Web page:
The revival in fortunes of one of the UK's largest coal-fired power plants has continued as customers clamoured for cheaper fuels than gas.
International Power said its plant at Rugeley in Stafford-shire operated at 90 per cent capacity between January and March, capitalising on the strongest margins from generating power from coal for several years.
The high level of usage represented the latest positive swing in Rugeley's fortunes and appeared to justify the decision by IP in February to install "green" equipment and save the plant from enforced closure within a decade.
In contrast to this winter, Rugeley only operated at 60 per cent capacity during the whole of last year and 50 per cent in 2004 when the prospects for coal as a long-term answer to the UK's energy needs were bleaker.
Yesterday's news comes just two months after IP did a Uturn on how much it thought Rugeley was worth, ramping up its value by £52 million just four years after writing it down by a similar amount due to the poor outlook for generating electricity from coal back then.
In February, IP revealed that Flue Gas Desulphurisation (FGD) equipment would be fitted at Rugeley to comply with an EU directive that aims to tackle the amount of green-house gases being pumped into the atmosphere.
This spared the plant from having to cut its operating hours from 2008 and shut by the end of 2015.
In addition to Rugeley, which employs 160 people, the company's footprint in the UK includes the First Hydro plant in Snowdonia and the Saltend station near Hull.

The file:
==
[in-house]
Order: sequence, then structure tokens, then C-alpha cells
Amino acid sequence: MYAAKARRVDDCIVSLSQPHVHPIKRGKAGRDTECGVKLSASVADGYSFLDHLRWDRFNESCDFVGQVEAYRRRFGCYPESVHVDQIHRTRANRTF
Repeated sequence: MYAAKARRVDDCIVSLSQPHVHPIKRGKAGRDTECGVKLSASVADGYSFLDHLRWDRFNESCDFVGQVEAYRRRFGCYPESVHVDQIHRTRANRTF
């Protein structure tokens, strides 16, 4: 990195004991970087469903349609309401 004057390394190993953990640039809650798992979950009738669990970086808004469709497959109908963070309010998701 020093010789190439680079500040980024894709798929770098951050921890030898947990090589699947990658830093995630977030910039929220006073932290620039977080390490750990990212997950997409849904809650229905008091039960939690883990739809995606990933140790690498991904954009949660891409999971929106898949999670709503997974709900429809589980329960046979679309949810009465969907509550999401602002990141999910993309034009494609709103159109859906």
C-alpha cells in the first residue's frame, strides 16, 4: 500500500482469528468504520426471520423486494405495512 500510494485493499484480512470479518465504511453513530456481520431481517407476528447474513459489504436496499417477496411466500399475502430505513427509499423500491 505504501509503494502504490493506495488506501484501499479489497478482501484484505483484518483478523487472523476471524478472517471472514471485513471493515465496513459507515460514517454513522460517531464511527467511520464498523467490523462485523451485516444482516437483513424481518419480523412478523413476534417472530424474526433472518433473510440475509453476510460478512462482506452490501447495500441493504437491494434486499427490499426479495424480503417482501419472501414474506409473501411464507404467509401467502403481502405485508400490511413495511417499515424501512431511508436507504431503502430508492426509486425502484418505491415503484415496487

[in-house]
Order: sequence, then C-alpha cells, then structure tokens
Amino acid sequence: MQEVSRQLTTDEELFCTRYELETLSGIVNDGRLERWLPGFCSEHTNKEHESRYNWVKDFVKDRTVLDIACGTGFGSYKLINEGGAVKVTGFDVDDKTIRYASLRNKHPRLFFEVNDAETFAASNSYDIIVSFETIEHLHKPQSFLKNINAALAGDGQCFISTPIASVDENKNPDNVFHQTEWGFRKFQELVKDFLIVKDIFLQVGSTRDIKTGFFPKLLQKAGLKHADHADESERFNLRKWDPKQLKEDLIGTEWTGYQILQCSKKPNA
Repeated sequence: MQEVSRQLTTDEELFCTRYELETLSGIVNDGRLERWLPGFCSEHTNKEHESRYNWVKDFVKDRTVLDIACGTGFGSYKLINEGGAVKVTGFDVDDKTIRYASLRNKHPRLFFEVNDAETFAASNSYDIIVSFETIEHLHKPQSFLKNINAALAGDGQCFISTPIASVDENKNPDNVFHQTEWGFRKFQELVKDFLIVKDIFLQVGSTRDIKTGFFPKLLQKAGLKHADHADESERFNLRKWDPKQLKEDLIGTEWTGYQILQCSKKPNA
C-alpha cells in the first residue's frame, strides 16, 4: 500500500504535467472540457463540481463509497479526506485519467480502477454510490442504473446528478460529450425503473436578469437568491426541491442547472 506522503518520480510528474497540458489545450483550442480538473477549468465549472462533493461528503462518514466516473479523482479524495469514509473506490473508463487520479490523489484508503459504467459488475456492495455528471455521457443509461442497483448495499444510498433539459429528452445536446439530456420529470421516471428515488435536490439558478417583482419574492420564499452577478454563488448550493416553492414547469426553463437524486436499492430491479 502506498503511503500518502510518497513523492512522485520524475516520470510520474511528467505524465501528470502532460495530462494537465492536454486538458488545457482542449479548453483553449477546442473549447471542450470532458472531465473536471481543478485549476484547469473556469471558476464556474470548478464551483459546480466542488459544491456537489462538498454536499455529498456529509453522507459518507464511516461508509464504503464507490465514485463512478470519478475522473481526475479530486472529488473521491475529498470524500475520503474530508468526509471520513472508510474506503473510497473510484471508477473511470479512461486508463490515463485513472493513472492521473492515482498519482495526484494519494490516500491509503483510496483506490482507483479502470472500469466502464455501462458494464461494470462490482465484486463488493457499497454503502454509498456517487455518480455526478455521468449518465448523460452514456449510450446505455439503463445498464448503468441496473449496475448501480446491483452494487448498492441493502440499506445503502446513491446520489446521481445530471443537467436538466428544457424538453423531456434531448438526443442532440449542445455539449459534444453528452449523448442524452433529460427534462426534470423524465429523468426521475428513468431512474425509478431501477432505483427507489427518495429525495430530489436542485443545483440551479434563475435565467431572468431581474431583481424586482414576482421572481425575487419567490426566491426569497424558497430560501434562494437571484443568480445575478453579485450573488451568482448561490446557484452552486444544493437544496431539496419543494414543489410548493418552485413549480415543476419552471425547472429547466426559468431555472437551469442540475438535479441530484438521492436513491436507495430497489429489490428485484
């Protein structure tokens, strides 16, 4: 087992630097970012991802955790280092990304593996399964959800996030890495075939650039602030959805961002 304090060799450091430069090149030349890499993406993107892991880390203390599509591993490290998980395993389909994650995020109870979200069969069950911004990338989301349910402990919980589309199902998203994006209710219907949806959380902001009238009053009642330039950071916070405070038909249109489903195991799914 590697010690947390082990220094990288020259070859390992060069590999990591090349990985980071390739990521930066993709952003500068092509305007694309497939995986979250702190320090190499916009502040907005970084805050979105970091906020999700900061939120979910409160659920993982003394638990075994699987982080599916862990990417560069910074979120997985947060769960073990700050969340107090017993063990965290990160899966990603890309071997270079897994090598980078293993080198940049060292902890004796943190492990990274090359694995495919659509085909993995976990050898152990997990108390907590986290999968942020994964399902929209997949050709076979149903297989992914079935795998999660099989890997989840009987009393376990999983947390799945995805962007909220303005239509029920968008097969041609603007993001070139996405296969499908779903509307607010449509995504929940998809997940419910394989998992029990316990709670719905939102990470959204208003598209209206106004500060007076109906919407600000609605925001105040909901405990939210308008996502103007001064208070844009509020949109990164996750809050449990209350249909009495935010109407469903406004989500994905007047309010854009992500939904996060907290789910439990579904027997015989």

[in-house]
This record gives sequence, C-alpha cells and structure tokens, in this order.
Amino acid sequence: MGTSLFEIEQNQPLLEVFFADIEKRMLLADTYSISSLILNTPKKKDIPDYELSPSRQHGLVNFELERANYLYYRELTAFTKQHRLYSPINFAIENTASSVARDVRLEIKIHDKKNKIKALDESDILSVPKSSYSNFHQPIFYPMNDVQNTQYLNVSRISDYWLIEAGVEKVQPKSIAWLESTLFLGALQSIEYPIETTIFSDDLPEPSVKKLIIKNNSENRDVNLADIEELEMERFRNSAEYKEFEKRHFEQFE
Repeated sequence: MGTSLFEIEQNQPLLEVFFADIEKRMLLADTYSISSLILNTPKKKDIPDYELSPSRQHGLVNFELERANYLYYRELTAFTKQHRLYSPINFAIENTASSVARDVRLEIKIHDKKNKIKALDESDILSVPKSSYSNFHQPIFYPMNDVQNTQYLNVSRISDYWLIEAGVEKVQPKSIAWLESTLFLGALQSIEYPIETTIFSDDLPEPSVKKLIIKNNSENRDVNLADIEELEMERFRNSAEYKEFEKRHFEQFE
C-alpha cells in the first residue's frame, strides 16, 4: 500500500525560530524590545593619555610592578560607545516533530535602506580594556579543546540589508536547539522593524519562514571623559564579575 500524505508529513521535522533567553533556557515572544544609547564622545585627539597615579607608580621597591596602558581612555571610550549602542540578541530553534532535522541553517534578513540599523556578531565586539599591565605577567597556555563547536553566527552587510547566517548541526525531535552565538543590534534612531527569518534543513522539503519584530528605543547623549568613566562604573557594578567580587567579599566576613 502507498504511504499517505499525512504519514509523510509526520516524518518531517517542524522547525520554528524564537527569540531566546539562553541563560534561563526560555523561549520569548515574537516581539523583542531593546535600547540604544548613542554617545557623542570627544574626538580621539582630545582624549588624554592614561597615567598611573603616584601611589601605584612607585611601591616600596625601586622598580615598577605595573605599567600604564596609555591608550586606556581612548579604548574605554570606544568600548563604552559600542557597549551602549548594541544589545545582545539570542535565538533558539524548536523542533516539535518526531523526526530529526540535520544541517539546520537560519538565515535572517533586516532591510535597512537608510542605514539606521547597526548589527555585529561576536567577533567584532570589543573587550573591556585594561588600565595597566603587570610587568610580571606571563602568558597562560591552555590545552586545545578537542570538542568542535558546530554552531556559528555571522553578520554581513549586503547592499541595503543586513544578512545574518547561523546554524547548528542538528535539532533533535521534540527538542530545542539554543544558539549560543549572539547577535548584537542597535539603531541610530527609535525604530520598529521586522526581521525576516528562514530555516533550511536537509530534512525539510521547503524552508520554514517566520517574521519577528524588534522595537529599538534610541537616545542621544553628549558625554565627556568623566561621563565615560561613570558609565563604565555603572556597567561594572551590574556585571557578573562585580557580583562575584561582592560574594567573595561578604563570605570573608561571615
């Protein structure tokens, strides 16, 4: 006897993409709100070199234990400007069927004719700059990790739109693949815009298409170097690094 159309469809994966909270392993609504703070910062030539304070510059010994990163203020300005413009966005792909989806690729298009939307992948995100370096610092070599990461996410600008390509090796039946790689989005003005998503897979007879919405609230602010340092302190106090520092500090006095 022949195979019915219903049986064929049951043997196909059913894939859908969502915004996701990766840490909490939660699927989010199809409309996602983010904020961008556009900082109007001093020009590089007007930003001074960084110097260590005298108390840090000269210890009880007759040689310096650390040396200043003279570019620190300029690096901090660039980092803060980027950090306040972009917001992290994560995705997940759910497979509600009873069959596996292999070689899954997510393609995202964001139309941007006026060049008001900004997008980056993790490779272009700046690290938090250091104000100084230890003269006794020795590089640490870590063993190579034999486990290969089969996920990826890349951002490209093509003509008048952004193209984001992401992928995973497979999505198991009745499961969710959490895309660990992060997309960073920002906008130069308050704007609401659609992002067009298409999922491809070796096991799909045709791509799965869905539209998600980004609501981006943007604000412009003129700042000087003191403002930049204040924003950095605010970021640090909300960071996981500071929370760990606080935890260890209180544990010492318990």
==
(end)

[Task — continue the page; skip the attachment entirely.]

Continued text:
Sir Neville Simms, chairman of IP, said: "First quarter earnings and cash flow are up significantly, primarily driven by a robust performance from the European portfolio where our business in the UK has delivered a strong increase in profitability."
Between January and March, IP generated pretax profits of £217 million before accounting for one-off items - up 63 per cent on the £133 million it banked during the same period of 2005.
IP told investors that its "spreads" - the difference between the price of power and the cost of fuel - were a third higher at Rugeley than last winter.
Profits in the UK were also boosted by high demand for power between January and March from First Hydro, which is used by the market to generate electricity quickly when there is a shortfall.
Gas-fired plant Saltend delivered "strong results" because of a long-term contract that enables it to buy cheaper gas than is available on the market.
In North America, IP returned to the black with profits of £4 million although its Australian operations were not faring as well as this time last year, notching £33 million in the first quarter compared with £38 million.
The global footprint of IP - formed in October 2000 by the demerger of National Power - extends to 37 power stations in 17 countries. The company was promoted to the FTSE 100 Index last year.
Chief executive Philip Cox said IP would consider buying good value, long term contracted power plants in its core regions in the US and in Europe, the Middle East and its other operating areas around the world.
He said: "We'll update the market when and if we transact."
A spokeswoman for the group later confirmed that it could still bid for the Drax coal-fired power station in North Yorkshire.
IP and Japanese group Mitsui & Co made an approach to Drax last year, but later withdrew their interest. ..SUPL: